Pharmacist censured for failing to warn of dangers of mixing drugs

A former ‘pharmacist of the year’ has been censured by the state drug regulator after failing to warn a client, who later died, of the dangers of mixing her prescribed medications.

Alice Parnell (77), of Old Knockmay Road, Portlaoise, died in hospital of heart failure weeks after being prescribed the antibiotic clarithromycin while she was also taking the blood thinner warfarin.

Audrey Kingston, a pharmacist based in Portlaoise, ‘openly admitted’ that she did not tell Ms Parnell’s husband Kieran about the risks of combining the drugs when he picked up the antibiotic, his lawyer told a investigation.

It has also been alleged that Ms Kingston, who was crowned ‘pharmacist of the year’ two days after Ms Parnell’s death on May 16, 2019, failed to consult the woman’s GP about potentially interacting drugs .

A Pharmaceutical Society of Ireland (PSI) fitness to practice hearing was told Ms Parnell should have been told by her pharmacist to have blood tests within three days of her prescription.

Consultant endocrinologist Dr Jay Sharma treated Ms Parnell when she was admitted to Portlaoise Hospital a week after taking the prescribed clarithromycin, under the brand name Klacid.

It was “impossible” to say how much of his rapid deterioration was due to an interaction with warfarin, he told the hearing, and “very difficult” to determine the exact cause of death.

An autopsy was not performed on Ms Parnell, whose heart, liver and kidneys “did not function properly”, according to the inquest.

“There were many systems that were malfunctioning,” Dr. Sharma said.

While the ‘deterioration’ of Ms Parnell’s blood clotting level – measured by INR – was ‘one of the important factors here’, it was ‘not the main or the only factor’, the consultant said , adding that blaming a high INR would be an “oversimplification of the facts”.

“INR may have contributed to (Ms Parnell’s) decline, but I think the main factors were her deterioration in renal, cardiovascular and hepatic function…all three vital organs were chronically impaired.”

Expert witness

Keith O’Hourihan, a Cork-based pharmacist superintendent called as an “expert witness”, said it was important that dispensing pharmacists educate patients, or their carers, about the risks of mixing Warfarin with Klacid.

The drug interaction can cause warfarin to “become more effective very quickly” and INR tests should be performed on the patient “within three days” of combining the two, he said. This would allow the dose of warfarin to be “adjusted accordingly”.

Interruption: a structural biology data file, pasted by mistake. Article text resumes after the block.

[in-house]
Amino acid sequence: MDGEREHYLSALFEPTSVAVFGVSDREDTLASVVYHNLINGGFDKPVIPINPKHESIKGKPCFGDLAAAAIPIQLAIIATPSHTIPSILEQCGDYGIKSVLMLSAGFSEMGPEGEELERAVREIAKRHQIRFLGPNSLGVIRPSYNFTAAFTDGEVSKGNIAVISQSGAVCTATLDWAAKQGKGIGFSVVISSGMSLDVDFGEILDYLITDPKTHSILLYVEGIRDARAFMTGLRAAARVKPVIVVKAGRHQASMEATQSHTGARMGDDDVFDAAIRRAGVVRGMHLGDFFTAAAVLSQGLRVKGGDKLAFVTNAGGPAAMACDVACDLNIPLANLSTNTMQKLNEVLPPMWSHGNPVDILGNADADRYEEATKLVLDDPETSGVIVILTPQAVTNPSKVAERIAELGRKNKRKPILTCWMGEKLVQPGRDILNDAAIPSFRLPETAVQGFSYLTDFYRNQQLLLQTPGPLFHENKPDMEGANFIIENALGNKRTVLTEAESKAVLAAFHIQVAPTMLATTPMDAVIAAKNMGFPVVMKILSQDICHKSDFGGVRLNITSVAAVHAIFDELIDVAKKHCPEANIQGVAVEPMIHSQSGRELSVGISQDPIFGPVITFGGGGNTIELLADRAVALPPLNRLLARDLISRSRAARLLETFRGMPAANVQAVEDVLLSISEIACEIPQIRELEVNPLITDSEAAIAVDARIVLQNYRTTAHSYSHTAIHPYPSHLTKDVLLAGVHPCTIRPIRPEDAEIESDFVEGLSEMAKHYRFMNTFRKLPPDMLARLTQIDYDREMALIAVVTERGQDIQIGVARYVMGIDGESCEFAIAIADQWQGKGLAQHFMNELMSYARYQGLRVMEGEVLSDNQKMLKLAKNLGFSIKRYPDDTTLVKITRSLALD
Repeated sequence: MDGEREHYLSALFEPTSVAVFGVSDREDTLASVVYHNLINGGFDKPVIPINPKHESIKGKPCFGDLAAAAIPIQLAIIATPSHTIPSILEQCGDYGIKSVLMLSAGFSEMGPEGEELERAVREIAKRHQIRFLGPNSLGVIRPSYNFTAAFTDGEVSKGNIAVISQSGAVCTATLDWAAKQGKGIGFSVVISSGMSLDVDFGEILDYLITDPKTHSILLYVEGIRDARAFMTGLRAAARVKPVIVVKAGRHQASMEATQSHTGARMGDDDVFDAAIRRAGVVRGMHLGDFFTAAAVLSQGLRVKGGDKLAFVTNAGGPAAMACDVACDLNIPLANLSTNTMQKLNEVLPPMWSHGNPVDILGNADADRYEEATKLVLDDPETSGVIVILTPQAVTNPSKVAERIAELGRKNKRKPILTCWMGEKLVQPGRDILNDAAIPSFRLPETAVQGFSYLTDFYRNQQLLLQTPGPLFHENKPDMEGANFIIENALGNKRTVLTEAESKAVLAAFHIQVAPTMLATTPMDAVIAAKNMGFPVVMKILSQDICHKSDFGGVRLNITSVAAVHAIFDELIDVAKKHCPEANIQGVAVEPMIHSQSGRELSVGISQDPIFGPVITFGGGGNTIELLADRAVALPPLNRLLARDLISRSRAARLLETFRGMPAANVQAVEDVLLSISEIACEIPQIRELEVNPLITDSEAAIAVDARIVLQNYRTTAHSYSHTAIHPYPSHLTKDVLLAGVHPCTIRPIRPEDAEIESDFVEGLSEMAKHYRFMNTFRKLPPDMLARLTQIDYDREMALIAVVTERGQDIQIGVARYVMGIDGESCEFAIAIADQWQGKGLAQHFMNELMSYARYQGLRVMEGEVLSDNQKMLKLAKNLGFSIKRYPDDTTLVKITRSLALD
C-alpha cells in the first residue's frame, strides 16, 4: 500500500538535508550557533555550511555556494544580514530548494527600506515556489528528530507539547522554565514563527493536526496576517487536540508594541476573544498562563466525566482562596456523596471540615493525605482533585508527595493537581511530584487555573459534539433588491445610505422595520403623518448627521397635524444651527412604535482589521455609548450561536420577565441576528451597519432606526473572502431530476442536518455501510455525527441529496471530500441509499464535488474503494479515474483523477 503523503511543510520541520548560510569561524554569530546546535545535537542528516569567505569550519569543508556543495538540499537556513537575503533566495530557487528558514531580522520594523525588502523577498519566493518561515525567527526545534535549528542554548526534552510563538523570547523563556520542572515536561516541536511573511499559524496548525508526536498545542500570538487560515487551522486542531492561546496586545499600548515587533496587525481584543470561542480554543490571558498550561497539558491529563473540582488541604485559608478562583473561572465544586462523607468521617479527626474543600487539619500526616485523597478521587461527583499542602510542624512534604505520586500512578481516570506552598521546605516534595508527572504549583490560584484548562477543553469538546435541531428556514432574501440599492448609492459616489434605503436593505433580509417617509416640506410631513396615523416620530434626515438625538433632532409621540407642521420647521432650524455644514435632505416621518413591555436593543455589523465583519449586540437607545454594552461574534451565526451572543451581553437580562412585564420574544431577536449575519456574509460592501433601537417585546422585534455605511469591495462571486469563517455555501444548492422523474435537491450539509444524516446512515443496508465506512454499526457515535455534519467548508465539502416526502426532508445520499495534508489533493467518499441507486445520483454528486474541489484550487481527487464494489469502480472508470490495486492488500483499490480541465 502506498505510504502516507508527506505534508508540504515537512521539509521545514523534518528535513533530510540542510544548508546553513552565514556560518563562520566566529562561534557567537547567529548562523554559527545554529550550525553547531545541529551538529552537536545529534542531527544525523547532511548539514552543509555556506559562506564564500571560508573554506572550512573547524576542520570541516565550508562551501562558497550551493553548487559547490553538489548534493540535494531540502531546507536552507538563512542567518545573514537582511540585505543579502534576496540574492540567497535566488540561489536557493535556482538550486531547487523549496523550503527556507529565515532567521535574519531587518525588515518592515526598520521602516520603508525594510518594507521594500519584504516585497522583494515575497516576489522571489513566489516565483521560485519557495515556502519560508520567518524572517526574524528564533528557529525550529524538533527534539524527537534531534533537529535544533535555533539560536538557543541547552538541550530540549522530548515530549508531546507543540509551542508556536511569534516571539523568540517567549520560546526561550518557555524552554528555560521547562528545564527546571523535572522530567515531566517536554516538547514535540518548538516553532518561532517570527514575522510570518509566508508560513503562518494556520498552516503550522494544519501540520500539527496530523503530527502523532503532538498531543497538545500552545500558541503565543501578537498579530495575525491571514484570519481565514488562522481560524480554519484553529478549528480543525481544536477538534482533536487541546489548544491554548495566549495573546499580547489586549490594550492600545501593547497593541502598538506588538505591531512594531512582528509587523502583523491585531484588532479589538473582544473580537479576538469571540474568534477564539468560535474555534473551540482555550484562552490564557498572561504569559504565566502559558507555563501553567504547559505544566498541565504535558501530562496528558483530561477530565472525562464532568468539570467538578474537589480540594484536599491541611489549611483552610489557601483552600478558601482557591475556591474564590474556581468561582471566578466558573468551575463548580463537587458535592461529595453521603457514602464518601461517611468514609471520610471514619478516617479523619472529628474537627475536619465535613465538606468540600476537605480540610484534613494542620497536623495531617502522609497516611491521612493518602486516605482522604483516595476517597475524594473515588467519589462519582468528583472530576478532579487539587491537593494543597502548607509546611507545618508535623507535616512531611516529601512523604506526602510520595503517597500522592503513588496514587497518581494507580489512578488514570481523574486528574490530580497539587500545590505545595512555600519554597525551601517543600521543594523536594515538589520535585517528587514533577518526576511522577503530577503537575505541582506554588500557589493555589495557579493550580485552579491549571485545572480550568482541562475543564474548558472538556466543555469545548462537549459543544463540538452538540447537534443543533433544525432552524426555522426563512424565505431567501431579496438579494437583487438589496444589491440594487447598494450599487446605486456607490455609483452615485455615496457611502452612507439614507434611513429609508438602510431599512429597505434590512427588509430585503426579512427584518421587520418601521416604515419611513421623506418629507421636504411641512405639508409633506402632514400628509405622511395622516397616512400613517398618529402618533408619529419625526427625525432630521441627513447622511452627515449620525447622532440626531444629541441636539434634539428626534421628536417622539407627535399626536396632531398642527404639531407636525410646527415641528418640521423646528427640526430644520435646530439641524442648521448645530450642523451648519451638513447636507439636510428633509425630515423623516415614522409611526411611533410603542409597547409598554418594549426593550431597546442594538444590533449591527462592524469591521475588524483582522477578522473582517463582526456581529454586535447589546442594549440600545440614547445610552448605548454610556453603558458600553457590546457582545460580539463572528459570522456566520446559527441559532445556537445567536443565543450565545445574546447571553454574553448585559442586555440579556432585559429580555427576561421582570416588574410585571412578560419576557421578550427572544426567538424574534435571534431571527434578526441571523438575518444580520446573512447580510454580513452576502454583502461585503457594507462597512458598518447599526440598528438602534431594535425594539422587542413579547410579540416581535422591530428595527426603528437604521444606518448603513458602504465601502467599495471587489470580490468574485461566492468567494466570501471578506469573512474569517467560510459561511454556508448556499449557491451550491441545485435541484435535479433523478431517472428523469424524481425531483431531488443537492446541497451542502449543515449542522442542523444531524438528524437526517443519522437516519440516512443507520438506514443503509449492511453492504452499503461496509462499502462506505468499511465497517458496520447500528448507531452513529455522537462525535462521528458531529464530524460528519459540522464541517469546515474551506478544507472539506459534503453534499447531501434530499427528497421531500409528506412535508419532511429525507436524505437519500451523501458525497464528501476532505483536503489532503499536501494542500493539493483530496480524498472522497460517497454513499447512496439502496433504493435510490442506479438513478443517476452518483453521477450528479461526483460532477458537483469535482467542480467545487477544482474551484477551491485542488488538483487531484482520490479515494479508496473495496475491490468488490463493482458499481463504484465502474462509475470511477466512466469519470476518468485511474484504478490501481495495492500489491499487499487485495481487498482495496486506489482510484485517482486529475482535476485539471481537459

While few patients suffer from clinical interactions, Mr O’Hourihan said he considered “every patient on warfarin to potentially be one of the few”.

“My experience in treating patients on warfarin is that INRs tend to go out of range unexpectedly. They need to be managed,” he told the hearing.

“Every patient who’s been prescribed clarithromycin, if they’re on warfarin, should be checked within three days. That would be pretty standard.

Mr O’Hourihan said it was the pharmacists’ responsibility to ‘dispense the medication safely’ and to contact the prescriber – in this case, Ms Parnell’s GP Dr Gerald White – if there were any questions or concerns. problem with a prescription.

While the prescriber “has primary responsibility,” pharmacists should not dispense drugs that may negatively interact with other prescribed drugs “unless there is a satisfactory explanation” from the prescriber, it said. he adds.

The allegations against Ms Kingston were “serious” and met a “threshold of poor professional performance” both separately and cumulatively, Mr O’Hourihan said.

complex mixture

Cross-examined by Ms Kingston’s lawyer Maria Dillon, he acknowledged that Ms Parnell was taking ‘quite a number’ of medications for her conditions and that managing these would have been ‘complex’.

Ms Dillon said Ms Kingston, the supervising pharmacist at the Chemco Pharmacy at the SuperValu shopping center in Portlaoise, was regularly dispensing warfarin to 17 patients at the time of the allegations.

A number of issues, including dehydration, lack of nutrition and certain foods and drinks, can impact warfarin’s effectiveness, she said, as well as a “significant number” of medications.

Ms Kingston had an “unblemished career” for more than 20 years in pharmacy and the allegations against her were “unrepresentative”, Ms Dillon said.

She said Ms Kingston had addressed ‘any perceived deficits in her practice as a community pharmacist’, including taking a training course on anticoagulation provided by the Irish Institute of Pharmacy at Queen’s University Belfast.

Since qualifying, she has worked “without ever coming to the attention of the regulator”, Ms Dillon said.

Chemco director Chris O’Grady had praised her “conscience and diligence” and pointed to the “stress and anxiety caused to Ms Kingston by what happened to Ms Parnell”.

“Very sad event”

PSI Legal Assessor Patrick Leonard SC said “the backdrop to the allegations is a very sad event that resulted in the death of a much loved wife and mother” and “none of us can lose sight of that”.

The lawyer advised the PSI to bear in mind Dr Sharma’s testimony that it was “very difficult to answer” whether Ms Parnell’s elevated INR reading after combining Warfarin and Klacid was among the number of factors leading to his death.

PSI agreed to ‘censure’ Ms Kingston, under the Pharmacy Act 2007, and to accept ‘a number of undertakings’ offered by Ms Kingston ‘which she has confirmed orally and will provide in writing’ .

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